This project would have had a significant impact on Kannaland’s finances, so the Court observed. Moreover, if left unabated, the Municipality’s conduct would undo the good work that was achieved through the intervention. For example, the Municipal Council resolved to amend the cost saving organisational structure established by the Administrator. It further approved the payment of funds to former employees who were not owed by the Municipality, resulting in the Municipality incurring significant costs. The Court found this to be ‘reckless disregard and failure, if not refusal, to appreciate the dire reality of the circumstances in which the Municipality finds itself’. The Court interdicted the Municipality from embarking on the outsourcing project and from making further staff appointments, until the lawfulness of the intervention is determine.


This judgment is important for (1) the status of Financial Recovery Plans and (2) the outsourcing powers of municipalities under administration. First, it establishes that municipalities cannot simply bind themselves to long-term PPP contracts at the expense of local citizens and without proper consultation. Second, alongside the Unemployment Peoples Movement (UPM) judgment previously discussed in the Bulletin, the judgment demonstrates that a Municipal Council cannot avoid a Financial Recovery Plan, or adopt decisions that undermine the Financial Recovery Plan’s objectives. In other words, unless terminated by the relevant PE or set aside by a competent Court, the Plan, once adopted, binds the municipality. A municipal council, under a mandatory intervention, may not by-pass an Administrator, when making major decisions, such as entering into long-term PPP contracts that affect the implementation of a Financial Recovery Plan. Third, municipalities may not sideline an Administrator and the Financial Recovery Plan simply because they think the intervention is unlawful. Such an act will amount to ‘self-help’ and in the words of the Court a ‘recipe for chaos in governance.’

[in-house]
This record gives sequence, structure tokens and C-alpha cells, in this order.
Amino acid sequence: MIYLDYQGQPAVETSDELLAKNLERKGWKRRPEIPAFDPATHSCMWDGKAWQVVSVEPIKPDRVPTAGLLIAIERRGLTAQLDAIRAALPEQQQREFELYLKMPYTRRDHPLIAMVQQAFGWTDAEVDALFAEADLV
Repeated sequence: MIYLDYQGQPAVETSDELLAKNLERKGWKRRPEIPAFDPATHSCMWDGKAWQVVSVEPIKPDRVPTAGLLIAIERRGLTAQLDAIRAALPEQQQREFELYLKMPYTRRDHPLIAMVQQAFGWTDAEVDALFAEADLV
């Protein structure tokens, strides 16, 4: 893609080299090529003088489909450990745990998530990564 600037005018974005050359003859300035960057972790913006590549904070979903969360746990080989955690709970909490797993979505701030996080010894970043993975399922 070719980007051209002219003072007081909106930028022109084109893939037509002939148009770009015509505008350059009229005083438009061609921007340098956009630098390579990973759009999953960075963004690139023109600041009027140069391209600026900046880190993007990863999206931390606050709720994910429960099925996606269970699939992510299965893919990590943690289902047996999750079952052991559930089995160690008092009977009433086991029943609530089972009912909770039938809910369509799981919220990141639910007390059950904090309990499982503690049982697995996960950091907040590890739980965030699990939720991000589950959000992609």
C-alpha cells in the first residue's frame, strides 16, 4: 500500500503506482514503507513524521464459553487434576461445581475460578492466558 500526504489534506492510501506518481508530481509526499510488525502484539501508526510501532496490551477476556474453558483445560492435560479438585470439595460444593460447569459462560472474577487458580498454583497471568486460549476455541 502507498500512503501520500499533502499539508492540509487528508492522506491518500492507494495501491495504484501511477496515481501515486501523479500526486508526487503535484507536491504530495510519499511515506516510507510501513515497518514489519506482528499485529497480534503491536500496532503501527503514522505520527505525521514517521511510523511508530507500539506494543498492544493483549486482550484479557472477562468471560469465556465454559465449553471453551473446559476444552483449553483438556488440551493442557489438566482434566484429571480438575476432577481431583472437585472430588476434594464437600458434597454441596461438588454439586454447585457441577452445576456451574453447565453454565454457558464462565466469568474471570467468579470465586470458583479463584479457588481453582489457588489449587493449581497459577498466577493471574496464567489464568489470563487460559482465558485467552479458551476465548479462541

The Kannaland judgment does not close the door for municipalities to enter into energy outsourcing projects or any other kinds of PPPs. Rather, the judgment underscores the need for municipal councils not to resort to ‘self-help’ but follow the rule the law. Thus, the door remains open for municipalities in good financial standing to enter into PPP arrangements that benefit local communities.


By Curtly Stevens, Doctoral Researcher